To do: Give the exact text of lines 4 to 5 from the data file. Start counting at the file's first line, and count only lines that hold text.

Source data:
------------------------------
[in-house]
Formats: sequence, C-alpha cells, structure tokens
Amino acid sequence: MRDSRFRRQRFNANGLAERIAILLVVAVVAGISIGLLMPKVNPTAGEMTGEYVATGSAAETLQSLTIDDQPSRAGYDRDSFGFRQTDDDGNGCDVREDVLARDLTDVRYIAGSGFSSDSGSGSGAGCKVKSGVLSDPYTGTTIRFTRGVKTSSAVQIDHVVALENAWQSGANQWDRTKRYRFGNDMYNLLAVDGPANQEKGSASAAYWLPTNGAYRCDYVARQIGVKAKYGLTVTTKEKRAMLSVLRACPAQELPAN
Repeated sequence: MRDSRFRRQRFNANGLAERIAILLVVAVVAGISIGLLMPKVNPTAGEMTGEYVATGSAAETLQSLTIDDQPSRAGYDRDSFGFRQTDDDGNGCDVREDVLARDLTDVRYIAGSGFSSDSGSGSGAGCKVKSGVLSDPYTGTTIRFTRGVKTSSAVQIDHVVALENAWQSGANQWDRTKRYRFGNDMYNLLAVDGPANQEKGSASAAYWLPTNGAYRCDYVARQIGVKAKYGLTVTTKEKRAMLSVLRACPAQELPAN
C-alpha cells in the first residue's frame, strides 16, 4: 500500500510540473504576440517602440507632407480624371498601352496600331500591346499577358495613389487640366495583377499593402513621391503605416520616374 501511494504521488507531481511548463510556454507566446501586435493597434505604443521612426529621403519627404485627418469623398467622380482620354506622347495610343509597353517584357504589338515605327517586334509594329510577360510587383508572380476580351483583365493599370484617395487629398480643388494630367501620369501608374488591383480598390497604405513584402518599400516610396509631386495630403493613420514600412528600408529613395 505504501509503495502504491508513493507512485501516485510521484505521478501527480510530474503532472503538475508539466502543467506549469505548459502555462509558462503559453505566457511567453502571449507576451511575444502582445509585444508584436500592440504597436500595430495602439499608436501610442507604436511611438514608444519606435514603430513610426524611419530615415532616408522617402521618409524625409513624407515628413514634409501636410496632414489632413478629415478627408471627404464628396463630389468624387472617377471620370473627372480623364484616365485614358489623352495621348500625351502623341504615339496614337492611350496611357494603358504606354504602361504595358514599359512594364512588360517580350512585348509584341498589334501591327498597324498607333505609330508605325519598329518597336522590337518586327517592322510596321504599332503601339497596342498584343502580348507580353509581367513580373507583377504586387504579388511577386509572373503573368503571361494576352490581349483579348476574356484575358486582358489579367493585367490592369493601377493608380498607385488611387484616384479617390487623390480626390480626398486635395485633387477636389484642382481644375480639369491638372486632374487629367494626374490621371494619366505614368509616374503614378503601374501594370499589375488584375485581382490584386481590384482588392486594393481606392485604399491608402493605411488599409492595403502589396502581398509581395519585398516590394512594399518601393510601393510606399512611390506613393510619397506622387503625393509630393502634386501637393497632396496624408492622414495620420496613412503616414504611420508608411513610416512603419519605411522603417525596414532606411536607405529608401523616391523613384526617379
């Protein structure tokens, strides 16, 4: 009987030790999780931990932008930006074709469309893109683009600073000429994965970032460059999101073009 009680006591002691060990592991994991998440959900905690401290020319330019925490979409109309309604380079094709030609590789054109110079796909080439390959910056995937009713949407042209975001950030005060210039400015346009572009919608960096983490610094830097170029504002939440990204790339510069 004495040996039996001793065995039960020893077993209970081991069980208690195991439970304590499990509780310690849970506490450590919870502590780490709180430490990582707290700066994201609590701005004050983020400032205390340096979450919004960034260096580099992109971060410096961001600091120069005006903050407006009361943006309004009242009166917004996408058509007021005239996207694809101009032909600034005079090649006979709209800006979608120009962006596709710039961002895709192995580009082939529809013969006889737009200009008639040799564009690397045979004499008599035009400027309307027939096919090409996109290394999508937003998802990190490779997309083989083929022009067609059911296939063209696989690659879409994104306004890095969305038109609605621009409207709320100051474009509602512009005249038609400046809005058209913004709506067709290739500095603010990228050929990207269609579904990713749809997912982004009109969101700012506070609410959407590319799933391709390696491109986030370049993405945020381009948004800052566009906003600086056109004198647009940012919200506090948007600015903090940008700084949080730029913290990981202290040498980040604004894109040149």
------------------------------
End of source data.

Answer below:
Repeated sequence: MRDSRFRRQRFNANGLAERIAILLVVAVVAGISIGLLMPKVNPTAGEMTGEYVATGSAAETLQSLTIDDQPSRAGYDRDSFGFRQTDDDGNGCDVREDVLARDLTDVRYIAGSGFSSDSGSGSGAGCKVKSGVLSDPYTGTTIRFTRGVKTSSAVQIDHVVALENAWQSGANQWDRTKRYRFGNDMYNLLAVDGPANQEKGSASAAYWLPTNGAYRCDYVARQIGVKAKYGLTVTTKEKRAMLSVLRACPAQELPAN
C-alpha cells in the first residue's frame, strides 16, 4: 500500500510540473504576440517602440507632407480624371498601352496600331500591346499577358495613389487640366495583377499593402513621391503605416520616374 501511494504521488507531481511548463510556454507566446501586435493597434505604443521612426529621403519627404485627418469623398467622380482620354506622347495610343509597353517584357504589338515605327517586334509594329510577360510587383508572380476580351483583365493599370484617395487629398480643388494630367501620369501608374488591383480598390497604405513584402518599400516610396509631386495630403493613420514600412528600408529613395 505504501509503495502504491508513493507512485501516485510521484505521478501527480510530474503532472503538475508539466502543467506549469505548459502555462509558462503559453505566457511567453502571449507576451511575444502582445509585444508584436500592440504597436500595430495602439499608436501610442507604436511611438514608444519606435514603430513610426524611419530615415532616408522617402521618409524625409513624407515628413514634409501636410496632414489632413478629415478627408471627404464628396463630389468624387472617377471620370473627372480623364484616365485614358489623352495621348500625351502623341504615339496614337492611350496611357494603358504606354504602361504595358514599359512594364512588360517580350512585348509584341498589334501591327498597324498607333505609330508605325519598329518597336522590337518586327517592322510596321504599332503601339497596342498584343502580348507580353509581367513580373507583377504586387504579388511577386509572373503573368503571361494576352490581349483579348476574356484575358486582358489579367493585367490592369493601377493608380498607385488611387484616384479617390487623390480626390480626398486635395485633387477636389484642382481644375480639369491638372486632374487629367494626374490621371494619366505614368509616374503614378503601374501594370499589375488584375485581382490584386481590384482588392486594393481606392485604399491608402493605411488599409492595403502589396502581398509581395519585398516590394512594399518601393510601393510606399512611390506613393510619397506622387503625393509630393502634386501637393497632396496624408492622414495620420496613412503616414504611420508608411513610416512603419519605411522603417525596414532606411536607405529608401523616391523613384526617379